The combination of a liberal arts school with both medical and engineering complexes sets the stage for successful women and men as business executives, Seamans said. 
 
“The people who graduate from the engineering and medical side and the Tippie College of Business and College of Liberal Arts and Sciences have the skills and the leadership to make a company like IDx and be successful,” Seamans said. “This is gold. I have lived all over the country, including near Silicon Valley, and I’ll take this team any day.” 
 
Not only are Iowa alumni good for IDx, but IDx offers a lot to recent graduates as well. Employees of new companies have opportunities to grow their skillsets in a way employees of big companies often lack, Talmage said. 
 
“It’s always going to be the breadth. I have visibility to more areas than I would ever have anywhere else. I make decisions that affect things that I would never touch at a bigger company because there would be an entire department of 50 people that dealt with it,” he said. 
 
At all levels employees are undertaking a broad range of projects to get products to market.
 
“I would say in eight months we’ve been exposed to patents, the business aspect, FDA protocol, study design, product quality management, prototyping and then developing a final product and testing it,” Ryan Amelon, an R&D software developer and former UI biomedical engineering Ph.D. student from eastern Iowa, said of himself and Clarida. “With a team of this size you see the whole product through.”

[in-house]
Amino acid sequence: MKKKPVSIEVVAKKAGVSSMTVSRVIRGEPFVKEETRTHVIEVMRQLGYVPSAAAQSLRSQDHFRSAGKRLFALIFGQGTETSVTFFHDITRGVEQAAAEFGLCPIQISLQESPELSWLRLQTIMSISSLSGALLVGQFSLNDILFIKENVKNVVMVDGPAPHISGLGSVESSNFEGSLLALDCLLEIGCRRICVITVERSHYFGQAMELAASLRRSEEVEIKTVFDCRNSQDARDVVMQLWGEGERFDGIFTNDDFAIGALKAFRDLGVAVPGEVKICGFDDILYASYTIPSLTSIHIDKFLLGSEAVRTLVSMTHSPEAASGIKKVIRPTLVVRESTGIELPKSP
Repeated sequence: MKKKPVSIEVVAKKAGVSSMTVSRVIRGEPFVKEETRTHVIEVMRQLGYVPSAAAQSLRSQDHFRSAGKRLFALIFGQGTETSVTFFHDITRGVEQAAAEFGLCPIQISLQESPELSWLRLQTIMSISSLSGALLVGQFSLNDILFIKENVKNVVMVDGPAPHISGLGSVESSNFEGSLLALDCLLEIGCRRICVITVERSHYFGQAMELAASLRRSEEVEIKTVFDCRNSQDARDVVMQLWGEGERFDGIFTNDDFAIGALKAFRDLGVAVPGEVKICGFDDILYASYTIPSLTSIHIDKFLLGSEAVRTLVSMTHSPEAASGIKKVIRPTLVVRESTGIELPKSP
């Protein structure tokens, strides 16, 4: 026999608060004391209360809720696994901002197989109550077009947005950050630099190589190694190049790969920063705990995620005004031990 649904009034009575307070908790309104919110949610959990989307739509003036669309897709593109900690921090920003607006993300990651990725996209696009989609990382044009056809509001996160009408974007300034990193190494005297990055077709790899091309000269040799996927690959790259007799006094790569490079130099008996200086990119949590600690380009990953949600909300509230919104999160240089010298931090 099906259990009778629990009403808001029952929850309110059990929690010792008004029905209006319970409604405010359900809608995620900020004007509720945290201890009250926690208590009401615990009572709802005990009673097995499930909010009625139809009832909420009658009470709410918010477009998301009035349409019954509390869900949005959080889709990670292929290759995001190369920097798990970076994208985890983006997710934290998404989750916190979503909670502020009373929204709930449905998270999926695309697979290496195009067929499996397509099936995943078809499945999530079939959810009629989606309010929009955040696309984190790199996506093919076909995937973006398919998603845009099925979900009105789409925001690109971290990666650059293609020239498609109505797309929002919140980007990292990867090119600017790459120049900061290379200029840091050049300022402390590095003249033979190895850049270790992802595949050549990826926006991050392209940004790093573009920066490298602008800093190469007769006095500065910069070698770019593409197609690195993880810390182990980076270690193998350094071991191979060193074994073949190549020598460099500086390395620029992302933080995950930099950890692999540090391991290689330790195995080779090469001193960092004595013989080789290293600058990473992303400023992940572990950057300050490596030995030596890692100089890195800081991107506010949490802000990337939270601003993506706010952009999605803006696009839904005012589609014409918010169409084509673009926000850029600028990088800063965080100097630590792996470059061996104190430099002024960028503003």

That same environment also allows for easier communication among employees at all levels. 
 
“Having access to people here like Eric and Ben (executive vice president and chief operating officer) and trying to understand that side of the business, and then in a broader context having access to people like Gary, who has such an incredible history and strong knowledge about business is great. And Michael’s just brilliant,” Clarida said. 
 
“It’s pretty neat to have the COO’s office next door and just be able to stop in and start talking,” Amelon said. 
 
That is specifically the type of culture that Seamans is breeding within the office.
 
“What makes a company, wherever it is, is the culture and leadership,” Seamans said. “I would want to believe as a CEO and chairman that I kind of set a stage for a culture and an environment.”
 
For Seamans, a veteran in the business world, the draw to create something out of IDx had nothing to do with gaining experience. 
 
“I wanted to do this because of what it will mean to the university and the people and to society,” he said. “I’m doing it for these people in this building and I’m doing it for this university. When they can point to this bunch of people from Iowa and say that they put this together and they’ve changed medicine, that’s the story that I want told about the University of Iowa.” 
By: Haley Hansel